Until I was about sixteen I had a body numbing fear of speed. Even virtual presentations of moving rapidly would arrest my senses and cause me to feel panicky at the lack of control. Over time, I realized, the source was the cure. Nitronic Rush, like driving a real vehicle, confronts such anxiety directly with every assurance of control over your actions.
The high frequency title is based on an experimental custom-coded engine and was released in 2011 to the world by a team of students attending the DigiPen Institute of Technology. It has received critical acclaim from its peers and acquired a significant fan base due to its spotless, adrenaline fueled gameplay style and rock solid presentation. It’s longevity has been extended by fan made stunt levels and included multiplayer features.
You are CORE, an anti-virus vehicle dispatched to eliminate an invading virus threatening your designated system. In a Tron inspired, digital world, you are the sheriff. With boost, wing and stunts galore, you will bypass every obstacle hurled your way and crash the disruptor entirely.
Technically Nitronic is a streamlined, highly optimized engine that plays smoothly under every circumstance. As a player, both keyboard and XBox 360 controllers are enabled for all of your daring dos and evils kinevil. Respawn checkpoints frequent the tracks and even a self-destruct option allows you to restart from the most recent at your leisure–nay, convenience.
Efficiency is represented by high score and time recorded, and are second only to the ride. You’re encouraged to push the limits, but never penalized for performing below any pre-determined expectation. You are the judge of your skill, and will know if you’ve reached your own capacity.
Nitronic Rush shines with excellence in attention to detail in spite of the brevity of the story based gameplay. You may, if you desire, try your hand in over a dozen stunt, hard-mode and multiplayer levels to extend your time. Regrettably, the fun will end much more quickly than you wish.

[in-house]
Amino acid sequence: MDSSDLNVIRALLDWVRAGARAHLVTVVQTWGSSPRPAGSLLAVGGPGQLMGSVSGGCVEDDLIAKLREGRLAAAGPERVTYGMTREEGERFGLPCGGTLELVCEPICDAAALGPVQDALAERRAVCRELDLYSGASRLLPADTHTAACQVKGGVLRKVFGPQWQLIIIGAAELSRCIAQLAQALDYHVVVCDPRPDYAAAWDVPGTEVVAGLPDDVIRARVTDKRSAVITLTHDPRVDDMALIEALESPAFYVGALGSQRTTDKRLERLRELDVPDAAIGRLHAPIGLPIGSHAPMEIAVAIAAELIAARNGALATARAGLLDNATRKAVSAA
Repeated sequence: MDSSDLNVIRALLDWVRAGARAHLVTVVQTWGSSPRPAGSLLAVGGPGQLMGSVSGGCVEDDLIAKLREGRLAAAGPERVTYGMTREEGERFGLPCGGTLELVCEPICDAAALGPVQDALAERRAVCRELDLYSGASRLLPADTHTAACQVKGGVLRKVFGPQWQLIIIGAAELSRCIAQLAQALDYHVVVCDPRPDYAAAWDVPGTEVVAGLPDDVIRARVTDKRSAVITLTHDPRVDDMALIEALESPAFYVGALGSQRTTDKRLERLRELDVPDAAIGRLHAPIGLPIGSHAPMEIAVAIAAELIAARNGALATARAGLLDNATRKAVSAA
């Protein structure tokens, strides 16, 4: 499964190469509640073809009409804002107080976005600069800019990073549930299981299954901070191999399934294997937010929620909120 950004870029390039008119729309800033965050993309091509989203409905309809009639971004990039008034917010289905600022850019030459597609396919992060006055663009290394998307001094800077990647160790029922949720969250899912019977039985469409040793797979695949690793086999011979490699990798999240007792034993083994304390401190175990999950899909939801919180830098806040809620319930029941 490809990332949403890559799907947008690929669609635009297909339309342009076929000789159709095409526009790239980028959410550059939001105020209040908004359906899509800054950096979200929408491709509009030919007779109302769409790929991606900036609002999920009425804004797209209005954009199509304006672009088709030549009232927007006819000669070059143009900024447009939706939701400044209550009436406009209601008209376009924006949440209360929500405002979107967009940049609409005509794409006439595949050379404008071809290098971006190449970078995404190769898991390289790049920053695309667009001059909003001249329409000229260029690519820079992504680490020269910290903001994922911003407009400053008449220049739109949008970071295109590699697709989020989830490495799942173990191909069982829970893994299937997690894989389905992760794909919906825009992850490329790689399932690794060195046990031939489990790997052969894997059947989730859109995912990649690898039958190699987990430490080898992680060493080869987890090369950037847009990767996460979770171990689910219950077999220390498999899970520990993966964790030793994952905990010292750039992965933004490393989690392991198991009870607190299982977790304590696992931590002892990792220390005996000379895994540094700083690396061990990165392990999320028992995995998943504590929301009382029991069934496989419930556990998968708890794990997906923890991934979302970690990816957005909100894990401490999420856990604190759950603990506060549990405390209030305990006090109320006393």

While techno soundtracks can feature too heavily on the lower end of the equalizer and forget that loops don’t make for lasting impressions, Torcht and The Quiggles’ performance hails more closely to Wendy Carlos’ soundtrack for the original Tron motion picture than Daft Punk’s Tron Legacy. Enhanced by technical tricks that sync parts of the audio performance to yours adds to the encouragement of pushing the limits.
What’s fun: Everything. Tricks are a riot and even ‘clumsy’ moves can have spectacular results. Nitronic is as solid a reality as it is stylish. Not once have I noticed any clipping or below par texture quality (for the relative few that exist). Immersion is prime realty, and the price is almost too good to be believed.
What’s not: Keyboard controls work fine, but gamepad users will prefer the comfort and flexibility of the latter. Unfortunately controls are slightly overcomplicated, but having two buttons that perform the same function allows you to make instant and vital on-the-fly adjustments. Most importantly, remapping is an option if all else fails. Voiced announcements of your stunts can become somewhat wearisome, but never become annoying just by virtue of their variety and color.
Recommendation: Download the free, full version of this game from the Nitronic Rush website. While youre at it, grab the soundtrack, you won’t regret it. This team is hard at work on more advanced game entitled Distance which looks to be every bit as remarkable, and is currently available on Steam for Windows, Mac and Linux.